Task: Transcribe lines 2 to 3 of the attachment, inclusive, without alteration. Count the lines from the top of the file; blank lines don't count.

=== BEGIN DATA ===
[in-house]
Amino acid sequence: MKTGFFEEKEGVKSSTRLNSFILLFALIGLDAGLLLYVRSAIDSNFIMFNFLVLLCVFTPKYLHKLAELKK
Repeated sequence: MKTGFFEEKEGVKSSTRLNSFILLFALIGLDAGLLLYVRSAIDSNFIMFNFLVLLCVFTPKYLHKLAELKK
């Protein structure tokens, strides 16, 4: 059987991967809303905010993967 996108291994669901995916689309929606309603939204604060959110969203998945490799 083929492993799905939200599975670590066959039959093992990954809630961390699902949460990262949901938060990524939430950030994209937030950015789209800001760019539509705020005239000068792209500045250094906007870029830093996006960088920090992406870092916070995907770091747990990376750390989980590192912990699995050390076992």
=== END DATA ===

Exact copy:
Amino acid sequence: MKTGFFEEKEGVKSSTRLNSFILLFALIGLDAGLLLYVRSAIDSNFIMFNFLVLLCVFTPKYLHKLAELKK
Repeated sequence: MKTGFFEEKEGVKSSTRLNSFILLFALIGLDAGLLLYVRSAIDSNFIMFNFLVLLCVFTPKYLHKLAELKK